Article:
Sunday, September 26, 2021

Divided Supreme Court retains Texas abortion law

WASHINGTON-The highly divided Supreme Court allowed a Texas law that prohibits most abortions to remain in effect, depriving most women in the second largest state of the United States of their abortion rights.

The court voted 5 to 4 to reject abortion providers and other emergency appeals that tried to prevent enforcement of the law that went into effect on Wednesday.

The Texas law signed by Republican Governor Greg Abbott in May prohibits abortion after a medical professional detects cardiac activity, usually in about six weeks, and most women know that they are Before pregnancy.

This is the strictest law against abortion rights in the United States since the landmark Roe v. Wade ruling of the High Court in 1973, and is part of a broader push by Republicans across the country to impose new restrictions on abortion. At least 12 other states have issued bans early in pregnancy, but they have all been prevented from taking effect.

The high court’s order to refuse to stop Texas law was issued before midnight on Wednesday.

“In reaching this conclusion, we emphasize that we do not intend to finally resolve any jurisdiction or substantive claims in the applicant’s litigation. In particular, the order is not based on any conclusions about the constitutionality of Texas law, nor There is no limit to other procedurally appropriate challenges to Texas law, including in Texas courts,” the unsigned order said.

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Chief Justice John Roberts disagrees with the three liberal justices of the court: Justice Stephen Breyer, Justice Sonia Sotomayor, and Justice Elena Kagan. Each of the four dissenting judges wrote a separate statement, emphasizing their disagreement with the majority.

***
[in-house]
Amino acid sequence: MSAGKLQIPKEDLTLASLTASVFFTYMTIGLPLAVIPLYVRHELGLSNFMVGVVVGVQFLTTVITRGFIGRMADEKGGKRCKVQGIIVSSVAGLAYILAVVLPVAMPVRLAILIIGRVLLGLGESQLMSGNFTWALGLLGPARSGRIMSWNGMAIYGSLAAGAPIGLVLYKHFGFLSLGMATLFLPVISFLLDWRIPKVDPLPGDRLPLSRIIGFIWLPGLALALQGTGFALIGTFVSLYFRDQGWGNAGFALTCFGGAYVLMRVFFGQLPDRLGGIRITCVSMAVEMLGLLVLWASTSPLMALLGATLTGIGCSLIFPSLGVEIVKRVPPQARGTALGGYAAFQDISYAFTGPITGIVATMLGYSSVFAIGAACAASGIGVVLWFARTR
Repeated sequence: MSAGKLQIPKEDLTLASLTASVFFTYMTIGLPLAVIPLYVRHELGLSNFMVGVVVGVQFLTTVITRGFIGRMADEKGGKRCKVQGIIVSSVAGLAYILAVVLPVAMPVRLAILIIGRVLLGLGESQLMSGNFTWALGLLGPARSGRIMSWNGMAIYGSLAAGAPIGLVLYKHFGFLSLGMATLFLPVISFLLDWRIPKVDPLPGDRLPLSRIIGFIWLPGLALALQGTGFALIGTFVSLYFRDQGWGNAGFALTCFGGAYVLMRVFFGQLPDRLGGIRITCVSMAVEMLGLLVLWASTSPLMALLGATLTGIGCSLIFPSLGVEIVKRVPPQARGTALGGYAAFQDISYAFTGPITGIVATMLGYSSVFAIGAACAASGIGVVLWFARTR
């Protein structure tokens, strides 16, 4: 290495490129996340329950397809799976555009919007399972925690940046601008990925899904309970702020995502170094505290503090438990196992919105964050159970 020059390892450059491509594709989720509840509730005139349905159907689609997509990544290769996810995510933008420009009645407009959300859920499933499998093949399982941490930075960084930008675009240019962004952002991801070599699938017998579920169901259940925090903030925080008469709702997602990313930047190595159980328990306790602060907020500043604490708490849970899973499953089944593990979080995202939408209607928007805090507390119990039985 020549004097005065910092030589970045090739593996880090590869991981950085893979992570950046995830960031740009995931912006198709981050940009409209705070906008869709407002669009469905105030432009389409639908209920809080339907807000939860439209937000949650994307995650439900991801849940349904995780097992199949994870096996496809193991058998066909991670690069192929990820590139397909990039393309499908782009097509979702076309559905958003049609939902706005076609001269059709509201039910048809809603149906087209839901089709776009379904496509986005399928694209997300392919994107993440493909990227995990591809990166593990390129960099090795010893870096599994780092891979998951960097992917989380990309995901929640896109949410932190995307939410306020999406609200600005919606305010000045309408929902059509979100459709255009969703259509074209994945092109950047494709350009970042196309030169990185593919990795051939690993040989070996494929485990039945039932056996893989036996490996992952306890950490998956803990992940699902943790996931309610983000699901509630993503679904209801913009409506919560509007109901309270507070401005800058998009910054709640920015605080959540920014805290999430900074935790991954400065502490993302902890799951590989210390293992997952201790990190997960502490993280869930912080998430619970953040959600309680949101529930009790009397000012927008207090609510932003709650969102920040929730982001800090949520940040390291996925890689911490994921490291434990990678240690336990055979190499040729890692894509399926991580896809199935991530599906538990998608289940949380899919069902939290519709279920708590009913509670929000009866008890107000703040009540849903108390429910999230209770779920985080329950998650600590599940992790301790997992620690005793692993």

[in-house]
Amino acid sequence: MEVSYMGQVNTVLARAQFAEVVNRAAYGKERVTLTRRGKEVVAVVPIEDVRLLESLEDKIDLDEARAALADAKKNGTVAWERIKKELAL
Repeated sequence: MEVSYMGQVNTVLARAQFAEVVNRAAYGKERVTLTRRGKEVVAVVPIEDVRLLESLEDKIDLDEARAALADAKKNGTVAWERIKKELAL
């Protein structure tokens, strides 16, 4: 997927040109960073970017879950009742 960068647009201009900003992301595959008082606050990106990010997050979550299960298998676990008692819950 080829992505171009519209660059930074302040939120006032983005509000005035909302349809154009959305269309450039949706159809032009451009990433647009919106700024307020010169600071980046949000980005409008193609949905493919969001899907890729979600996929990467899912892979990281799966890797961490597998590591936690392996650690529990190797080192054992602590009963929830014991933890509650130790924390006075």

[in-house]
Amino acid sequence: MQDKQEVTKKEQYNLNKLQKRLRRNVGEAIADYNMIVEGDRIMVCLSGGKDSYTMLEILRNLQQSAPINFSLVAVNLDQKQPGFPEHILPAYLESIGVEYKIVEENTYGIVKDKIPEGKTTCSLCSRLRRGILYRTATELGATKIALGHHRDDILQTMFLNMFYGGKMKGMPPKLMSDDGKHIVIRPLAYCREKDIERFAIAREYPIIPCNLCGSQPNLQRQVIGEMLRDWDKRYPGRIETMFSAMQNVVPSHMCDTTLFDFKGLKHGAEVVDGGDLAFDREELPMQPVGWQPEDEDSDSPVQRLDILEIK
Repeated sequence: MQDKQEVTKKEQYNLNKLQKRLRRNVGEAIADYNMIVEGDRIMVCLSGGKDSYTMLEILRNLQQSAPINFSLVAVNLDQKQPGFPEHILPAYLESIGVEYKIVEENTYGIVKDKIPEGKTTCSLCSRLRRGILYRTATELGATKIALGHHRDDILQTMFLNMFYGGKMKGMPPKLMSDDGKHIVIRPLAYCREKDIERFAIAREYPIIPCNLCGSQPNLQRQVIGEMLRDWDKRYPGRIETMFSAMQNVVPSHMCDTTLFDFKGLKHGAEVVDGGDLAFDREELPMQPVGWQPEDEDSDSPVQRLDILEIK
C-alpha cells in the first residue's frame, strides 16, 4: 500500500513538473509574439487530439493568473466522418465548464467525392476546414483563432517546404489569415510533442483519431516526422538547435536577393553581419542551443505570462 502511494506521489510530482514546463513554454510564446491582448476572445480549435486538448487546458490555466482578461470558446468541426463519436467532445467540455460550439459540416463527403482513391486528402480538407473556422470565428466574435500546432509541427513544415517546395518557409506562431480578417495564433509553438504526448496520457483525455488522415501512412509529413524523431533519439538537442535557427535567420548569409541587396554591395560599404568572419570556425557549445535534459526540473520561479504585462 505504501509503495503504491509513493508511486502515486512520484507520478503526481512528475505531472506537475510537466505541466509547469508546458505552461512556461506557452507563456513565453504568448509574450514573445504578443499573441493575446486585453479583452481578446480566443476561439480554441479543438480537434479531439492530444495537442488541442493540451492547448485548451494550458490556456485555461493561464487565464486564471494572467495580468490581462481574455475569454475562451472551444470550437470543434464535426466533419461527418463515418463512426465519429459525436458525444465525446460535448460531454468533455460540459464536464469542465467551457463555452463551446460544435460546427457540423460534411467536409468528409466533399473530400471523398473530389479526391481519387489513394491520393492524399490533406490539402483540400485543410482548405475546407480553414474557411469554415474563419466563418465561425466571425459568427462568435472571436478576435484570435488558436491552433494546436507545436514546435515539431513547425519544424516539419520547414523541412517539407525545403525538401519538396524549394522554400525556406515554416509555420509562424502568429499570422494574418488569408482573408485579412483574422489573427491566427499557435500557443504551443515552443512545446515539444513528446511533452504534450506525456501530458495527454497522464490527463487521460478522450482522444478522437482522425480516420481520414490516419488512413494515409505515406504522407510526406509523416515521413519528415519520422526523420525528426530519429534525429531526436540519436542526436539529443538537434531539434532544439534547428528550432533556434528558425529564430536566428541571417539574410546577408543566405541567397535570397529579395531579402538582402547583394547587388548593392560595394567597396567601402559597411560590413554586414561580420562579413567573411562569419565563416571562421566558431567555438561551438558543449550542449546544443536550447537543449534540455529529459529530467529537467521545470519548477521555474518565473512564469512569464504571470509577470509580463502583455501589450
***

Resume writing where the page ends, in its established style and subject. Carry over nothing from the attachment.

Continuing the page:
Texas legislators enacted the law to evade federal court review by allowing ordinary citizens to file civil lawsuits in state courts against anyone involved in abortion except for patients. Other abortion laws are enforced by state and local officials and may be subject to criminal sanctions.

Opponents of the measure sought review by the Supreme Court after the Federal Court of Appeals refused to allow a rapid review of the law before it went into effect.

For a long time, Texas has had some of the strictest abortion restrictions in the country, including a comprehensive law passed in 2013. The Supreme Court eventually repealed the law, but before more than half of the more than 40 clinics in the state closed.

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Even before the Texas case reaches the High Court, the judges plan to resolve the issue of abortion rights in major cases after the court resumes hearings in the fall. The case involved the state of Mississippi, which required permission to enforce an abortion ban after 15 weeks of pregnancy.

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Paul J. Weber, an Associated Press writer based in Austin, Texas, contributed to this report.

Divided Supreme Court retains Texas abortion law
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